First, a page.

A new version of Form I-9 is now available and will be mandatory effective May 7, 2013. The U.S. Citizenship and Immigration Services (USCIS) clarified the instructions and expanded the form itself to two pages.http://www.uscis.gov/portal/site/uscis
A new version of Form I-9 is now available and will be mandatory effective May 7, 2013. The U.S. Citizenship and Immigration Services (USCIS) clarified the instructions and expanded the form itself to two pages. The additional guidance and new layout is intended to reduce confusion for employers and workers. The revision date on the new form (now found in the lower left corner) is 03/08/13. Here are the highlights of the changes:
As before, new hires must complete Section 1 of the form (employee information and attestation) no later than the first day of employment. The revised form includes new fields for the employee’s email address and telephone number, which are optional. The field for the Social Security Number is also optional, unless you as an employer participate in E-Verify. You should warn new hires that if they are aliens, they will need to have certain immigration numbers available on their first day of hire. The reason is that Section 1 requires aliens to provide their Alien Registration Number/USCIS Number or their Form I-94 Admission Number. The revised form now also requests aliens to provide their foreign passport number and country of issuance if they obtained their Form I-94 admission number from U.S. Customs and Border Protection (CBP). For example, you might say: “We are required by law to verify your identity and eligibility to work. On your first day of work, you must complete Section 1 of Form I-9. If you are an alien (i.e., not a U.S. citizen on noncitizen national of the U.S.), then you will need to know your Alien Registration Number/USCIS Number or your Form I-94 Admission Number. If you obtained your Form I-94 Admission Number from U.S. Customs and Border Protection, then you will also need to know your foreign passport number and country of issuance.” Within three business days after the first day of employment, the employee still must present acceptable documents to verify identity and employment authorization, so you as the employer can complete Section 2 of the form (employer or authorized representative review and verification). The new instructions include an example: If the employee’s first day of work is Monday, then Section 2 must be completed no later than Thursday. However, if the length of employment will be three days or less, then both Sections 1 and 2 must be completed no later than the first day of employment. As before, you must allow the employee the choice of which documents to present: One document from List A, or else one from List B and one from List C. The revised form more clearly explains the requirements for category #5 on List A (nonimmigrant alien authorized to work for a specific employer because of his or her status). It also clarifies that a Social Security card can’t be used for List C if it says “not valid for employment,” “valid for work only with INS authorization,” or “valid for work only with DHS authorization.” The new instructions carefully explain the limited circumstances under which an employer may accept a receipt in lieu of the document itself, and how to update the form once the actual document is provided. Prior versions of Form I-9, containing revision dates of 08/07/09 or 02/02/09, can no longer be used as of May 7, 2013. You may begin using the new form immediately. The USCIS is in the process of updating its Handbook for Employers in light of the changes. For your existing Forms I-9 on file for current employees, you don’t need to take any action. But if you need to reverify a worker’s employment authorization when their current documents expire, then you should use the new form, even if you’re only completing Section 3 and attaching it to the old form. Keep in mind that even though documents must be unexpired when the Form I-9 is completed, you don’t need to reverify the employment authorization of U.S. citizens and noncitizen nationals, or lawful permanent residents who presented a permanent resident card (Form I-551, also called a “green card”). We recommend that you periodically self-audit your Forms I-9 to ensure compliance. If you have questions or aren’t sure what to look for, talk with your Vigilant staff representative. For an overview of the I-9 process, see our Legal Guide, “At a Glance: Form I-9” (5486).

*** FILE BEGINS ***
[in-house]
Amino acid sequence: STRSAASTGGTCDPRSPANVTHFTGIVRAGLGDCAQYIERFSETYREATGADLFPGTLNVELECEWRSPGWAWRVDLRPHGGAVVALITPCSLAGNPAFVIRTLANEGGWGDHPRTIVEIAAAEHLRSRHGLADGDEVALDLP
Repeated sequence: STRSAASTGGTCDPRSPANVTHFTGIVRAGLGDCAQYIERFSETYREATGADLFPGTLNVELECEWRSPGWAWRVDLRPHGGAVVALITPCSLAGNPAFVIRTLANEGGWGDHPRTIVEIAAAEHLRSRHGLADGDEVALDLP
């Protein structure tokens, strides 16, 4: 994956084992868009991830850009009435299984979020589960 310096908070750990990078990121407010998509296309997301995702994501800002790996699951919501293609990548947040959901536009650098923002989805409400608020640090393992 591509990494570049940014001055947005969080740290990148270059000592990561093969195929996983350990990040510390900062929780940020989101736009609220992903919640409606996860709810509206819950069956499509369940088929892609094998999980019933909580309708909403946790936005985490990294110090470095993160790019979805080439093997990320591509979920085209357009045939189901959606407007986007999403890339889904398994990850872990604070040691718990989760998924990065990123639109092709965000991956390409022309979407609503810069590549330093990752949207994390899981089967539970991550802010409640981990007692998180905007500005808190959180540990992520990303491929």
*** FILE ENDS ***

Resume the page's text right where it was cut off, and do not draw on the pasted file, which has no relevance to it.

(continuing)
This website presents general information in nontechnical language. This information is not legal advice. Before applying this information to a specific management decision, consult Vigilant or legal counsel.